Tips for maintaining healthy vision and a safe driving record for seniors.
As you grow older (and wiser, of course), you may find that you no longer have the abilities and facility that you may have had when you were in your twenties: exercising may feel more like a tiring, painful process than an invigorating activity, you no longer can recall dates and events at the drop of a hat like you used to, and you may even find that your vision isn’t quite what it used to be.
As we age, it is normal for our vision abilities to change, however that doesn’t make it any easier on daily activities and norms that have become a necessary part of life. One of the biggest activities that our eyesight has an effect on as we get older is our driving.
While many people may joke about elderly drivers on the road―”Move over, Grandpa!”―it’s not until you become a senior yourself that you realize just how frustrating it can be to no longer excel at an activity you’ve been participating in for over 40 years. However, if you are aged 60 years or older, while driving may seem a little more wearisome that it used it, it can also be much riskier than your realize.
The National Highway Traffic Safety Administration (NHTSA) says that over 6,500 Americans who died in automobile accidents in 2005 (15% of all fatalities on the road that year) were aged 65 years or older. They also say that the percentage is expected to climb as the number of older Americans increases in the years ahead.
So what can seniors do to avoid becoming one of those unfortunate statistics? Here are four simple tips for maintaining healthy vision and safe driving well into your senior years:
Have Annual Eye Exams
We recommend that anyone over the age of 60 has annual eye exams every other year. Your ophthalmologist can help to make sure that your eyes don’t show any serious eye-related issues such as cataracts or macular degeneration. Regular eye exams are also important in making sure that prescriptions are current and accurate as your eyesight begins to change.
Consider Wearing Special Prescription Lenses
A trained eye care professional can help to prescribe glasses that may help you see better while driving at night and can extend your eyesight much longer. For example, lenses with anti-reflective coatings can help to cut down on the glare that comes off of the road. Also, lenses that are developed with wavefront diagnostic technology may be able to help reduce star bursts, halos, glare and other problems caused by distracting eye aberrations.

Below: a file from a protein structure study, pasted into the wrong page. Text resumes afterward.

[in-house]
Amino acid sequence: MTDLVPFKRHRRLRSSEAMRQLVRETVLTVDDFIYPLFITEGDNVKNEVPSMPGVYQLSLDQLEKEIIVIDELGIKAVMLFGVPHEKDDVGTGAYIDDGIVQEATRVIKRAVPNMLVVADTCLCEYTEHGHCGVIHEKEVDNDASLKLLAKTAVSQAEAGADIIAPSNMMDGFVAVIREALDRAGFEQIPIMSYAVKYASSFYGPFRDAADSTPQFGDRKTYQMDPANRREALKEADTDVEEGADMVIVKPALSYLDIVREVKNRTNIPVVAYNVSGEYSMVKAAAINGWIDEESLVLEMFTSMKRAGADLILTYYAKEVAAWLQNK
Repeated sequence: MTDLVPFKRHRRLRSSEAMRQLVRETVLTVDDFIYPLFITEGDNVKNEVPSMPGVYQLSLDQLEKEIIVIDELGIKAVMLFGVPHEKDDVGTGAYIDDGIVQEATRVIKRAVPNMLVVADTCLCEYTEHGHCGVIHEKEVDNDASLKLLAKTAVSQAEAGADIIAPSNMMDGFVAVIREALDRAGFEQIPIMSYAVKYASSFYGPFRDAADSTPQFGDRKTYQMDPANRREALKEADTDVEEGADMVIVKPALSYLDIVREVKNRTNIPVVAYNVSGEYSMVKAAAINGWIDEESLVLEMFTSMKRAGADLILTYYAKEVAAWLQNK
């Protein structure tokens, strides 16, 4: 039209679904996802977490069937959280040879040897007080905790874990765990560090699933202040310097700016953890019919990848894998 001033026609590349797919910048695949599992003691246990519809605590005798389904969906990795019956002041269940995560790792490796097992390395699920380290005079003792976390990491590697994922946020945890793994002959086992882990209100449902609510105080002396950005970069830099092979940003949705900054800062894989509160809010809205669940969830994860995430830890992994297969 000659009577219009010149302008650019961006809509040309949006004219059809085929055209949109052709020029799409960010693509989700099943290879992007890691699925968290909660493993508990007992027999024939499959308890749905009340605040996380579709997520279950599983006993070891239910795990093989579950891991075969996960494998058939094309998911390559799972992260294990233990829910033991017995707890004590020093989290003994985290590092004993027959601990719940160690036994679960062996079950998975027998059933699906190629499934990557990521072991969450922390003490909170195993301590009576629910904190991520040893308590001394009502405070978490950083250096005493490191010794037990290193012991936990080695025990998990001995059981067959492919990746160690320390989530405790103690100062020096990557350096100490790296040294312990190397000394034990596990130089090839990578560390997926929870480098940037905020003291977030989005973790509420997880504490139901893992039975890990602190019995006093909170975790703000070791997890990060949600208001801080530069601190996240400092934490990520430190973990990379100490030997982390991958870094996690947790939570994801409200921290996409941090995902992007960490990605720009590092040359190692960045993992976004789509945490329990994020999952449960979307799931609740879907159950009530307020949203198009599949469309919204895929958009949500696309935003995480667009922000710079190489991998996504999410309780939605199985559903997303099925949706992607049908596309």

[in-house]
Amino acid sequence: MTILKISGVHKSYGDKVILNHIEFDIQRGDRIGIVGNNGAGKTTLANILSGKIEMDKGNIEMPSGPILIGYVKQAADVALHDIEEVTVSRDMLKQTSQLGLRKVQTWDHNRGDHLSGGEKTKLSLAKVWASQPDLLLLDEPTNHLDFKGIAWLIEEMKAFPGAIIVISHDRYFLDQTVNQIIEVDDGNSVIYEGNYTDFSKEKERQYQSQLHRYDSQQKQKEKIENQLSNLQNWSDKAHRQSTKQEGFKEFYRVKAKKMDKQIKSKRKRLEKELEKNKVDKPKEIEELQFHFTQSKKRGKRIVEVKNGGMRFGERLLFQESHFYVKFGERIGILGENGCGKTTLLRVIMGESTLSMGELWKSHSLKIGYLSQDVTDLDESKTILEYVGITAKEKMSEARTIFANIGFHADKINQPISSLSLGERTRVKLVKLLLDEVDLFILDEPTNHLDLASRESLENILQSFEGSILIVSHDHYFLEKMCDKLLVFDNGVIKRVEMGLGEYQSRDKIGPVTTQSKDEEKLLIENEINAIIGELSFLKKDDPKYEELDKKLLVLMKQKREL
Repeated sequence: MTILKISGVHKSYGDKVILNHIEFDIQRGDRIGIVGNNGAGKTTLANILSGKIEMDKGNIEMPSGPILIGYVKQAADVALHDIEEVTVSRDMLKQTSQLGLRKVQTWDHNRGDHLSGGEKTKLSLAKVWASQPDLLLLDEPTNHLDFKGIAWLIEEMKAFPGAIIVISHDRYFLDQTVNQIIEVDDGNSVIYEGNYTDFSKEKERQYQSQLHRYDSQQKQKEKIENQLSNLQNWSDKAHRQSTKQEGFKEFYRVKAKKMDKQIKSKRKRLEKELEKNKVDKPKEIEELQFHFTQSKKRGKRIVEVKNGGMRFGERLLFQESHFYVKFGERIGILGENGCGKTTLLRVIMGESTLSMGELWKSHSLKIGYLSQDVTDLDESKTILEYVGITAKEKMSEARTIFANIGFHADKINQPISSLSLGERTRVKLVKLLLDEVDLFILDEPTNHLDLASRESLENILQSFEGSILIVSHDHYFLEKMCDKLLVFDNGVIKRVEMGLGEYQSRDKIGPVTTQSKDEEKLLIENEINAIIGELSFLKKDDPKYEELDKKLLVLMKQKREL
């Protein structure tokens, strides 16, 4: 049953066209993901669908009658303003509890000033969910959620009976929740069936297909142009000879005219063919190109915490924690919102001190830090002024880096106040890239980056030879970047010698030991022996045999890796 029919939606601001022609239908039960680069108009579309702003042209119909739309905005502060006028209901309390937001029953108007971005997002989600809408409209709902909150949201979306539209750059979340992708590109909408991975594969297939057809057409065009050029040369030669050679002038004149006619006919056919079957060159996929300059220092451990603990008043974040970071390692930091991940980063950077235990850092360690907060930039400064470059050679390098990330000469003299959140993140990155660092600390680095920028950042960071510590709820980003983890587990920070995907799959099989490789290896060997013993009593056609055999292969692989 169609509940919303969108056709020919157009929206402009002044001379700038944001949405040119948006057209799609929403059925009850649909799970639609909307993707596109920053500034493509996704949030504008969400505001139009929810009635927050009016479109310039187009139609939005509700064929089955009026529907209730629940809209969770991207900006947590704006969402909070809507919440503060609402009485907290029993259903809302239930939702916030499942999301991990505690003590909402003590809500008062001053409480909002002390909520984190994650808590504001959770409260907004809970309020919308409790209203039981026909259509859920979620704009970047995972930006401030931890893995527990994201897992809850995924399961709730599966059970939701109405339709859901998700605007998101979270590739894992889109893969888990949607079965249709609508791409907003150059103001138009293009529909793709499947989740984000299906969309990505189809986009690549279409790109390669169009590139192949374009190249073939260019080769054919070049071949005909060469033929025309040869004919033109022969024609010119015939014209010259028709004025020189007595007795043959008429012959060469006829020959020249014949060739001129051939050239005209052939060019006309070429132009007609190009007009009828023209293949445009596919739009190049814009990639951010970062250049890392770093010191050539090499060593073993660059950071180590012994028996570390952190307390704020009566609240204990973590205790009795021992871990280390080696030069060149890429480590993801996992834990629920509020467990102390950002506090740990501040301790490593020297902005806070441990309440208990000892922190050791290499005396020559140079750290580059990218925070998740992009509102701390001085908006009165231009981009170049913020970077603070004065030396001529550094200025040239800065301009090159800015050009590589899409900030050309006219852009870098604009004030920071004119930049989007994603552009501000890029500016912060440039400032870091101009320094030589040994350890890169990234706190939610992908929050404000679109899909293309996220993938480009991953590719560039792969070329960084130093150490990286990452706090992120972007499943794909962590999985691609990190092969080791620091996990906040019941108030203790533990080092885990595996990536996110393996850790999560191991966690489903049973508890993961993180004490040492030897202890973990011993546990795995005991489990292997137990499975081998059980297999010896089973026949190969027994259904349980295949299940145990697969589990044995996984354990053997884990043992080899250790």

Be Extra Cautious When Driving At Night
As our eyes grow older, our pupils tend to get smaller which causes them to dilate more slowly in the dark. Combine this with other normal, age-related vision issues and only about 1/3 as much ambient light can reach your retinas when you’re around 60-years-old, compared to when you were younger. The loss of this light transmittance can significantly reduce your ability to see well at night.
Seek The Best Care for Age-Related Disease
While regular eye care is important in your senior years, it is even more important to have annual examinations if you have an age-related eye disease such as cataracts or diabetes. When you have diabetes, it is important to have your eyes examined at least once a year and closely follow your doctor’s recommendations regarding your diet, blood sugar, insulin levels and self-care. If you are a candidate for cataract surgery, consider asking your surgeon about replacing your clouded natural lens with an aspheric intraocular lens which may provide sharper vision and better contrast.
Getting older doesn’t automatically mean that you are a danger to the road and that you need to stop driving. However, in order to drive safely, it is important to be aware of any age-related eye problems you may have, and to incorporate safe driving habits into your daily routine. As long as you maintain healthy vision, you may be able to continue driving long into your golden years.
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